England, George Orwell wrote, resembles a family. “It is a family in which the young are generally thwarted and most of the power is in the hands of irresponsible uncles and bedridden aunts,” Orwell said. “A family with the wrong members in control—that, perhaps, is as near as one can come to describing England in a phrase.”
Orwell wrote that in 1941, just as England and the United Kingdom of which it is a part was two years into the second pan-European war in a quarter-century. Regarding these words through hindsight, coloured by both Orwell’s later works and the rise and fall of socialism over the rest of the century, lent them to classist interpretations. Now, in light of Thursday’s referendum on the U.K.’s membership in the European Union, in which a small majority opted for the nation to leave it, it’s the line about thwarted youth that stands out.
By now, the age breakdown of that vote is fairly well known: by a large margin, youth voters in the United Kingdom opted to remain a part of the EU. Seventy-three per cent of those aged 18 to 24 voted Remain, as did 62 per cent of those aged 25 to 34. But it was the olds wot won it.
Fifty-six per cent of Britons aged 45 to 54 opted to leave, and 57 per cent of those aged 55 to 64 did too. And a full 60 per cent of those 65 and up voted for a Brexit.
In the aftermath of the result announcement, young Britons—those of millennial and post-millennial generations who largely consider themselves global citizens—were dismayed their elders had betrayed them. A chart circulated quickly and widely on social media showing the vote breakdown, accompanied by a rough calculation of how many years each age group would have to live with the decision. Obviously, the youngsters will face the consequences of a Brexit for much longer.
And what do they think those consequences might be? Again, social media had an answer. “The younger generation has lost the right to live and work in 27 other countries,” Nicholas Barrett wrote in a comment on the Financial Times that went viral. “We will never know the full extent of the lost opportunities, friendships, marriages and experiences we will be denied. Freedom of movement was taken away by our parents, uncles and grandparents in a parting blow to a generation that is already drowning in the debts of our predecessors.”
Perhaps these two in the photo above sensed that looming despair on Thursday night. We know a bit about them: they are young and, by all appearances, supported Remain. We might also with some accuracy interpret their reactions to the incoming results as disbelief and discomfort, respectively. But we do not know their names. And we do not know if they actually voted.
Sky News circulated numbers on Saturday that suggested voter turnout among the youngest demographic was as low as 36 per cent, and that only 58 per cent of the 25 to 34 year-olds showed up to vote. Those numbers are, at best, a guess—they are not based on actual recorded data, but rather projections based on a “9+/10 certainty to vote, usually/always votes, voted/ineligible at GE2015.” The real turnout breakdown by age will never be known because nobody actually recorded it as they do during a general election. Nevertheless, overall turnout in areas where young people mostly live (i.e. London) was lower than where they mostly don’t. As someone commented on the Sky data: “and that, folks, is why the old didn’t betray the young—they betrayed themselves.”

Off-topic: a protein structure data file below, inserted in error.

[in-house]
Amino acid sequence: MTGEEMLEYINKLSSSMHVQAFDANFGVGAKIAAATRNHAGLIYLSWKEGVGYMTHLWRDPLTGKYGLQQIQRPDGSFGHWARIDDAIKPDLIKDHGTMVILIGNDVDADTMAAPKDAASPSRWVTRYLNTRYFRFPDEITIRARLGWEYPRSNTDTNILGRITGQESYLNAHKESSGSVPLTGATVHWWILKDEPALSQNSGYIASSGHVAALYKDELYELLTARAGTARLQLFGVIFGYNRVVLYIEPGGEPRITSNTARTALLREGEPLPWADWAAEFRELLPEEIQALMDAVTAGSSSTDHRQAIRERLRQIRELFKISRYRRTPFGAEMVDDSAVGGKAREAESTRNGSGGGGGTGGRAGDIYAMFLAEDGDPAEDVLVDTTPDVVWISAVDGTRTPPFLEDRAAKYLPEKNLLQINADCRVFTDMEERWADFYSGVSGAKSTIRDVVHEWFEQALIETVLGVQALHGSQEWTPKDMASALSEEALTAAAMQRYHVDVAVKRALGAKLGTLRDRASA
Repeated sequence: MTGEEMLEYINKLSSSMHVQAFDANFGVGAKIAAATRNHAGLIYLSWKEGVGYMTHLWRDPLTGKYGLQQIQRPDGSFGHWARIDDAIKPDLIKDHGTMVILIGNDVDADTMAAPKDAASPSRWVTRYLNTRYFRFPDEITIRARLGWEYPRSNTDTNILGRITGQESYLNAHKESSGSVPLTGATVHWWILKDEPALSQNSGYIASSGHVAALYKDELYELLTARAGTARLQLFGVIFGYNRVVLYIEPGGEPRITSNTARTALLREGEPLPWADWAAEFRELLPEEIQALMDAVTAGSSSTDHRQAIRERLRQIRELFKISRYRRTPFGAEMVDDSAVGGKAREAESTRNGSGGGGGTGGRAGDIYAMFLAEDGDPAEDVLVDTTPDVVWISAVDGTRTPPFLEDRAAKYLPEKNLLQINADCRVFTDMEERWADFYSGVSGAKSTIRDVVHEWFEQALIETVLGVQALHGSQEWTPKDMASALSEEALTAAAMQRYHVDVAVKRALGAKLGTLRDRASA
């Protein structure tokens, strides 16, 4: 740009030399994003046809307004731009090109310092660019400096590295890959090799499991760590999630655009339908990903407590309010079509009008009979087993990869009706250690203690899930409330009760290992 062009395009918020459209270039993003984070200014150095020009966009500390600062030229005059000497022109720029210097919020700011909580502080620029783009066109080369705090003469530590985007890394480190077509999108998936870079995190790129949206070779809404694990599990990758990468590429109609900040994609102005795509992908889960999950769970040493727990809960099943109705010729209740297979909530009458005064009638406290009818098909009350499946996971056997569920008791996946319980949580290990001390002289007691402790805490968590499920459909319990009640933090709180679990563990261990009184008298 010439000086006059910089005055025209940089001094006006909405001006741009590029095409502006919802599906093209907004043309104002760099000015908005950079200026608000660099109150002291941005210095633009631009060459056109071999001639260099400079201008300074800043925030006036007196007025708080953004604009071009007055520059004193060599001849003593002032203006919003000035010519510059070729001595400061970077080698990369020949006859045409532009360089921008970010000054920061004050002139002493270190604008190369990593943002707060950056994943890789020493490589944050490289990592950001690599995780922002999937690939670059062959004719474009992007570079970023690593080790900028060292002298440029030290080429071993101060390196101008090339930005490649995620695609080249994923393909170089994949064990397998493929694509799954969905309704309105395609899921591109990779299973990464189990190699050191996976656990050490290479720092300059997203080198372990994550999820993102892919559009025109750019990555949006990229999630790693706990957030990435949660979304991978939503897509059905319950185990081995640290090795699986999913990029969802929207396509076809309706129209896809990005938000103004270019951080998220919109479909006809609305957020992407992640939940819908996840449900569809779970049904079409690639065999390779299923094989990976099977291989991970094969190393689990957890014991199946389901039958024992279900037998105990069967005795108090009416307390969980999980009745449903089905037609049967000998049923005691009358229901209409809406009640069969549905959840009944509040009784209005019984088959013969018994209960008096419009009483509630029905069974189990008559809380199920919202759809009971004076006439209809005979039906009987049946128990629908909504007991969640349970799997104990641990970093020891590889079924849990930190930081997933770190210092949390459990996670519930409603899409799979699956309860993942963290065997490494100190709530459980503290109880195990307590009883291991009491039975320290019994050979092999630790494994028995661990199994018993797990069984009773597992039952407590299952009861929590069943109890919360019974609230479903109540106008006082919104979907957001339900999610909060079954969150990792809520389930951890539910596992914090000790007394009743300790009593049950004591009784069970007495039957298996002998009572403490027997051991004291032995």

Who betrayed whom? It is a dispiritingly recurring question following most mass democratic decisions, and it is often one that places old and young on opposing sides, given the broadly accepted Catch-22 of modern politics: that it’s useless to appeal to the young because they don’t vote, thus creating nothing to appeal the young to vote. And the nature of post-election polling, broken down into age divisions, perpetuates it. We are conditioned to believe that democracy is not a gift to be shared from one generation to another, but a fight for control where it is every demographic for itself.
Maybe it is the transactional, consumerist nature of modern political campaigns (“I will give you my vote in exchange for something I believe I need to make my life better immediately”) that they are often nostalgic—“a settling of grievances between the present and the past,” to borrow from Don DeLillo. There is no question that this referendum campaign was exactly that. One side arguing that Britain was once great; the other arguing that it is pretty good at the moment.
Maybe this constant nostalgic conflict is why we generally pay only rhetorical homage in campaigns to bestowing things to our children and grandchildren. For to accept the reality of what we are leaving behind would require a very intense and complicated conversation about the future. It would also require an honest reckoning of—not just excuses for—our current and past actions. The truth is that we have stopped believing that is what politics is about. It was perhaps naive of many young Britons to believe that not everyone had forgotten that it is also what families are about.